Thursday, June 23, 2011

Bill C-7 And Its Vision For Senate Reform

Unlike so many previous attempts, we have just one Senate reform bill this time. Bill C-7 (hopefully this number brings good luck for the Senate reform cause,) addresses both the Senate term limits and the method, by which Senate nominees should be chosen.

So, first and foremost, the bill proposes non-renewable 9-year term for Senators. Sitting Senators, appointed before 2008 election, will be exempt and for those appointed by Harper, the 9 year term will commence from the day the bill comes into force, not from the actual appointment. This, along with the provision which allows a Senator whose term was interrupted to be considered for reappointment for the remainder of his term, should address whatever concerns the sitting Senators may have about being forced into early retirement.

After all, considering that it may take at least a year or two for the bill to pass - the earliest end of term retirement won't take place before late 2021 or 2022. And, with the mandatory retirement age of 75 remaining in force regardless of the term limits, 67 sitting Senators (2 out of 3, including about half of those appointed by Harper) are scheduled to retire on or before that date anyway. In fact, by that date, there will be only 15 Senators left to whom the term limit won't apply. The last of them to retire is Pierrette Ringuette - on December 31, 2030, allowing the transition to a fixed-term Senate to take place even faster than it took to fully phase in the mandatory retirement age.

Then, to address the concern that with the 9 year term in place, a 2-term Prime Minister gets the right to reappoint almost the entire Upper Chamber, the bill mandates that should a province choose to hold Senate nominee elections - those elections should be binding, restricting the choice of whoever are the Governor General and the Prime Minister at the time, to the list of those elected.

When outlining the framework for Senate election, the bill basically copies the Alberta model: Elections are administered by the provincial electoral commission and the nominees are elected by block voting, using the provincial political party affiliations. Using the Alberta model also addresses the issue of casual vacancies - with the list of Senate nominees prepared for up to 6 years in advance, ahead-of-schedule vacancies could be filled with no need for a by-election. The province may need to advance the vote to replenish the list of Senate nominees, but even then they should have enough time to hold it in conjunction with the next scheduled election, rather than holding a special election on a separate date.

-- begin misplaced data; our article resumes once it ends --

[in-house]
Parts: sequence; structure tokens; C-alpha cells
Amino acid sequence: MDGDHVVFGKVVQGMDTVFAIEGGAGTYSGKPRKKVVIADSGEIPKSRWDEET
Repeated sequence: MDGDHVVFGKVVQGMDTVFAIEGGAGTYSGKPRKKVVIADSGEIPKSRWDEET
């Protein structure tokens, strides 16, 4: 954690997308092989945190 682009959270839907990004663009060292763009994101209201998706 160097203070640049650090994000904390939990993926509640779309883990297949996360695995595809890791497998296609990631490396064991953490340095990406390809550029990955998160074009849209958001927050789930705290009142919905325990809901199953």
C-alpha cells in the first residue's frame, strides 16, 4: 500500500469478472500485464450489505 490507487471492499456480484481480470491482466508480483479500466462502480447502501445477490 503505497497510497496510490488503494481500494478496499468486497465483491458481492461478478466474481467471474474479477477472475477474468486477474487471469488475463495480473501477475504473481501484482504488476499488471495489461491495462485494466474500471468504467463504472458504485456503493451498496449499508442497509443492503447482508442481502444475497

The problem however is that not only the bill proposes the Alberta model - it actually dictates it to the smallest details. Probably the only thing the bill doesn't regulate is the campaign funding. That is left for the provinces. As for the rest - the bill sets the number of signatures, required for nomination (100 signatures in a province, be that Ontario or PEI,) the duration of the nomination period, the time frame in which a candidate could announce his decision to withdraw and even the voting method - to the slightest details.

Section 22 mandates that if only one nominee is being elected - it should be the one who wins the plurality and if several candidates are elected - then it should be that number of candidates with the most votes. That not only rules out the Single Transferable Vote, let alone other forms of proportional representation, but also disallows other options, such as electing each nominee on a separate ballot.

Section 35(1)(a) goes even further, mandating that the returning officer must instruct voters to mark an X next to the candidate's name... As if the provinces didn't know how to hold an election. Here in New Brunswick we use block voting to elect city councilors, but instead of marking an X we fill in the ovals on the machine-readable ballots. By going that far in setting instructions, bill C7 effectively prevents the use of vote tabulation machines, let alone preferential voting.

That is not only obsolete (after all, the provinces know how to conduct a vote and compile a list of democratically elected nominees) but is certain to strengthen the position of those who claim that changing the method of appointing Senators infringes with the provinces' rights. Bill C-7 gives them all the arguments they need - it's all there. This excessive regulation thus can greatly increase the opposition to the reform, which in turn will leave nothing but the NDP proposal: to declare Senate an obsolete body and to abolish it altogether.

So, while the vision for the Senate reform, outlined in bill C-7 makes great sense, the bill itself still has to be worked on to remove all those intrusive provisions, allow for proportional representation and preferential voting and let the provinces decide for themselves how many signatures a candidate would need for nomination.

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